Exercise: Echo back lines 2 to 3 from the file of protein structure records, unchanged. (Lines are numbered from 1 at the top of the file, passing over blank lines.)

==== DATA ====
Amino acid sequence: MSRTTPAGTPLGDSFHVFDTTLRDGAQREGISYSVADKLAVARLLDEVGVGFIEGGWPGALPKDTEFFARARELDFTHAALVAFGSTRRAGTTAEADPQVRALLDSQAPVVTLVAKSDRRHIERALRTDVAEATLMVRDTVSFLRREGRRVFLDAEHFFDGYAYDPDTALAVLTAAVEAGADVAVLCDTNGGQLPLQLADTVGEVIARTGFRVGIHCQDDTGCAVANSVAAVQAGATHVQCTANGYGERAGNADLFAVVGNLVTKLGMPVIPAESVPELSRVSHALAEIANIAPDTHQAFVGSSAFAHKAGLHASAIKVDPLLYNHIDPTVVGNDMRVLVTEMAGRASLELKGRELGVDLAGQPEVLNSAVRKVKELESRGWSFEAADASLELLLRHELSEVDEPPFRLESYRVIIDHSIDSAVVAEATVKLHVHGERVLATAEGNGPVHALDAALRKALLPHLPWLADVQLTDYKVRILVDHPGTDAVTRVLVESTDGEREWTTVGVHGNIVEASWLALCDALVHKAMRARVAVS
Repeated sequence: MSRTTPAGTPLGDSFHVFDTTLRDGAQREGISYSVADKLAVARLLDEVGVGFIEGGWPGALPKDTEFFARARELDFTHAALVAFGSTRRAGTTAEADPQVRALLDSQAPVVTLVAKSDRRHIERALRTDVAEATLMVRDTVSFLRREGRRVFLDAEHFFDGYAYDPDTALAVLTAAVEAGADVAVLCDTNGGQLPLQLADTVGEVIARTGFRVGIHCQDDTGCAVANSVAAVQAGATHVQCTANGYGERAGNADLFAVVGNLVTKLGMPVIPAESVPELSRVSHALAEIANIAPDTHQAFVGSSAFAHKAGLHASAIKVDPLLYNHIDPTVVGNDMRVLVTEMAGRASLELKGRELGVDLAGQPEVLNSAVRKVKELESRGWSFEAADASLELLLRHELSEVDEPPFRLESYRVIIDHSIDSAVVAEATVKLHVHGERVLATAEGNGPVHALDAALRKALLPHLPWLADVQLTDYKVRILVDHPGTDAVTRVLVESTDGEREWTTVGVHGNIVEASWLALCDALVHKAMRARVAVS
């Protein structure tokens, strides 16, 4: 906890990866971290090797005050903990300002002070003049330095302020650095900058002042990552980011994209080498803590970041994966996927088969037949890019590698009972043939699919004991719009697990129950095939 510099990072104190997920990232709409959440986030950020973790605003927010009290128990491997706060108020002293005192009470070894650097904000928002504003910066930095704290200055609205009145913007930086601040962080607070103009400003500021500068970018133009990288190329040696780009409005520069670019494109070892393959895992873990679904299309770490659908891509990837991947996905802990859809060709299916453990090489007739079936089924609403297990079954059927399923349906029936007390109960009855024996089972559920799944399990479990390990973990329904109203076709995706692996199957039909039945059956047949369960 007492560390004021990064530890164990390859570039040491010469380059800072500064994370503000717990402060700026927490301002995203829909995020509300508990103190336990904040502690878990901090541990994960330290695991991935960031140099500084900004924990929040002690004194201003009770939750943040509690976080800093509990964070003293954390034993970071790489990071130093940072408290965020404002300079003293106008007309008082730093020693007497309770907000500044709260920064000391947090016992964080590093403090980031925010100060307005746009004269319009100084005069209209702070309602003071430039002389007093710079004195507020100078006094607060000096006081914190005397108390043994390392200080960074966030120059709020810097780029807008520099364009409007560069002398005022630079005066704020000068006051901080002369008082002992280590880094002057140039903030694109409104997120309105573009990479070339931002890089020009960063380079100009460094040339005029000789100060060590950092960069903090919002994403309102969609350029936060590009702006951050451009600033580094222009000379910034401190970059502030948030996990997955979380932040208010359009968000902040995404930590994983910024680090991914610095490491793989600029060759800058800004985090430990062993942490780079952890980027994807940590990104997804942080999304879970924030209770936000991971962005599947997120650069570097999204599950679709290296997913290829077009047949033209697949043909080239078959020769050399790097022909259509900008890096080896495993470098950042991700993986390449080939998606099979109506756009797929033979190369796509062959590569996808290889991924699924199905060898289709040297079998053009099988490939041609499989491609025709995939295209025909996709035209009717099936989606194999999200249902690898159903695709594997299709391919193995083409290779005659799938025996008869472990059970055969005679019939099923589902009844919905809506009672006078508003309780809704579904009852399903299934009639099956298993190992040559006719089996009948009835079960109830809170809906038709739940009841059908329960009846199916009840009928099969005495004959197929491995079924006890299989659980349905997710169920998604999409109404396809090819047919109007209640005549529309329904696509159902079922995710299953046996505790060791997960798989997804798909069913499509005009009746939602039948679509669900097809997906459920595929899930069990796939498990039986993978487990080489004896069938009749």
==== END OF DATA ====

Repeated sequence: MSRTTPAGTPLGDSFHVFDTTLRDGAQREGISYSVADKLAVARLLDEVGVGFIEGGWPGALPKDTEFFARARELDFTHAALVAFGSTRRAGTTAEADPQVRALLDSQAPVVTLVAKSDRRHIERALRTDVAEATLMVRDTVSFLRREGRRVFLDAEHFFDGYAYDPDTALAVLTAAVEAGADVAVLCDTNGGQLPLQLADTVGEVIARTGFRVGIHCQDDTGCAVANSVAAVQAGATHVQCTANGYGERAGNADLFAVVGNLVTKLGMPVIPAESVPELSRVSHALAEIANIAPDTHQAFVGSSAFAHKAGLHASAIKVDPLLYNHIDPTVVGNDMRVLVTEMAGRASLELKGRELGVDLAGQPEVLNSAVRKVKELESRGWSFEAADASLELLLRHELSEVDEPPFRLESYRVIIDHSIDSAVVAEATVKLHVHGERVLATAEGNGPVHALDAALRKALLPHLPWLADVQLTDYKVRILVDHPGTDAVTRVLVESTDGEREWTTVGVHGNIVEASWLALCDALVHKAMRARVAVS
């Protein structure tokens, strides 16, 4: 906890990866971290090797005050903990300002002070003049330095302020650095900058002042990552980011994209080498803590970041994966996927088969037949890019590698009972043939699919004991719009697990129950095939 510099990072104190997920990232709409959440986030950020973790605003927010009290128990491997706060108020002293005192009470070894650097904000928002504003910066930095704290200055609205009145913007930086601040962080607070103009400003500021500068970018133009990288190329040696780009409005520069670019494109070892393959895992873990679904299309770490659908891509990837991947996905802990859809060709299916453990090489007739079936089924609403297990079954059927399923349906029936007390109960009855024996089972559920799944399990479990390990973990329904109203076709995706692996199957039909039945059956047949369960 007492560390004021990064530890164990390859570039040491010469380059800072500064994370503000717990402060700026927490301002995203829909995020509300508990103190336990904040502690878990901090541990994960330290695991991935960031140099500084900004924990929040002690004194201003009770939750943040509690976080800093509990964070003293954390034993970071790489990071130093940072408290965020404002300079003293106008007309008082730093020693007497309770907000500044709260920064000391947090016992964080590093403090980031925010100060307005746009004269319009100084005069209209702070309602003071430039002389007093710079004195507020100078006094607060000096006081914190005397108390043994390392200080960074966030120059709020810097780029807008520099364009409007560069002398005022630079005066704020000068006051901080002369008082002992280590880094002057140039903030694109409104997120309105573009990479070339931002890089020009960063380079100009460094040339005029000789100060060590950092960069903090919002994403309102969609350029936060590009702006951050451009600033580094222009000379910034401190970059502030948030996990997955979380932040208010359009968000902040995404930590994983910024680090991914610095490491793989600029060759800058800004985090430990062993942490780079952890980027994807940590990104997804942080999304879970924030209770936000991971962005599947997120650069570097999204599950679709290296997913290829077009047949033209697949043909080239078959020769050399790097022909259509900008890096080896495993470098950042991700993986390449080939998606099979109506756009797929033979190369796509062959590569996808290889991924699924199905060898289709040297079998053009099988490939041609499989491609025709995939295209025909996709035209009717099936989606194999999200249902690898159903695709594997299709391919193995083409290779005659799938025996008869472990059970055969005679019939099923589902009844919905809506009672006078508003309780809704579904009852399903299934009639099956298993190992040559006719089996009948009835079960109830809170809906038709739940009841059908329960009846199916009840009928099969005495004959197929491995079924006890299989659980349905997710169920998604999409109404396809090819047919109007209640005549529309329904696509159902079922995710299953046996505790060791997960798989997804798909069913499509005009009746939602039948679509669900097809997906459920595929899930069990796939498990039986993978487990080489004896069938009749």